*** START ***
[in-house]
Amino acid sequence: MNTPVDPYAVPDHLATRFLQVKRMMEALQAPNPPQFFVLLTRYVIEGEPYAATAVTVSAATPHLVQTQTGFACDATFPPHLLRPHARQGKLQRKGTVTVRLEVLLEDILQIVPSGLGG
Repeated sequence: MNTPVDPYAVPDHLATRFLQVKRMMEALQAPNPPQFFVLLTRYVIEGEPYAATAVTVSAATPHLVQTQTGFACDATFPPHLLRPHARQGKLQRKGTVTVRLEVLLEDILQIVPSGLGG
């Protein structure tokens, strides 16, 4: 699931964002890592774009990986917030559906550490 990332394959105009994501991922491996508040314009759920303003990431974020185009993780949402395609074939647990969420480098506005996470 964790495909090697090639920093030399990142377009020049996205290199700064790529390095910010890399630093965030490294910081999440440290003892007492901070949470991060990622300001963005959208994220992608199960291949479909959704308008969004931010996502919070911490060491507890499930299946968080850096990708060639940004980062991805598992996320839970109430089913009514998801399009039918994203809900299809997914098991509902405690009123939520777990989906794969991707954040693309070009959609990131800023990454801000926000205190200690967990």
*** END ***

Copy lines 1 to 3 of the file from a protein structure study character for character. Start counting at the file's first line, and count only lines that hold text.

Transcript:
[in-house]
Amino acid sequence: MNTPVDPYAVPDHLATRFLQVKRMMEALQAPNPPQFFVLLTRYVIEGEPYAATAVTVSAATPHLVQTQTGFACDATFPPHLLRPHARQGKLQRKGTVTVRLEVLLEDILQIVPSGLGG
Repeated sequence: MNTPVDPYAVPDHLATRFLQVKRMMEALQAPNPPQFFVLLTRYVIEGEPYAATAVTVSAATPHLVQTQTGFACDATFPPHLLRPHARQGKLQRKGTVTVRLEVLLEDILQIVPSGLGG